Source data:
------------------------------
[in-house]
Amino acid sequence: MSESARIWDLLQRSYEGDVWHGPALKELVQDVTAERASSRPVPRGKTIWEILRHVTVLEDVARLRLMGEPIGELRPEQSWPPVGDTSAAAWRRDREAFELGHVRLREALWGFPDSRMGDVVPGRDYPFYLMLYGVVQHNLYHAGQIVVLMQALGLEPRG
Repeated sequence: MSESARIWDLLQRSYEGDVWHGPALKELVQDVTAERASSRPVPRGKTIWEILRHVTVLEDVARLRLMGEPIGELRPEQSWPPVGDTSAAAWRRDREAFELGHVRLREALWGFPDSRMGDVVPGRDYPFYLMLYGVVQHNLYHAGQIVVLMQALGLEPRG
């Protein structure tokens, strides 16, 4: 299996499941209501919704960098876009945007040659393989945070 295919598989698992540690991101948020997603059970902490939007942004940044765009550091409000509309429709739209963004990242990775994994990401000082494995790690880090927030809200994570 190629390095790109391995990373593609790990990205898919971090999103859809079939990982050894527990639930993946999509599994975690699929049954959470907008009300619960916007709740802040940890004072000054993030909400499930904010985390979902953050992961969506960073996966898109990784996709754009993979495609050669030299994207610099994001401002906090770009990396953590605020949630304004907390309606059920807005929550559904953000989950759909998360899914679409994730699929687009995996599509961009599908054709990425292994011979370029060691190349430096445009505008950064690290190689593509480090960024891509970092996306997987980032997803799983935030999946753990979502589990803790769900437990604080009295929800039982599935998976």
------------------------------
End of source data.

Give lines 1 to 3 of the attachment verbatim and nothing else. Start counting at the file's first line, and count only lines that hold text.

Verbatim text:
[in-house]
Amino acid sequence: MSESARIWDLLQRSYEGDVWHGPALKELVQDVTAERASSRPVPRGKTIWEILRHVTVLEDVARLRLMGEPIGELRPEQSWPPVGDTSAAAWRRDREAFELGHVRLREALWGFPDSRMGDVVPGRDYPFYLMLYGVVQHNLYHAGQIVVLMQALGLEPRG
Repeated sequence: MSESARIWDLLQRSYEGDVWHGPALKELVQDVTAERASSRPVPRGKTIWEILRHVTVLEDVARLRLMGEPIGELRPEQSWPPVGDTSAAAWRRDREAFELGHVRLREALWGFPDSRMGDVVPGRDYPFYLMLYGVVQHNLYHAGQIVVLMQALGLEPRG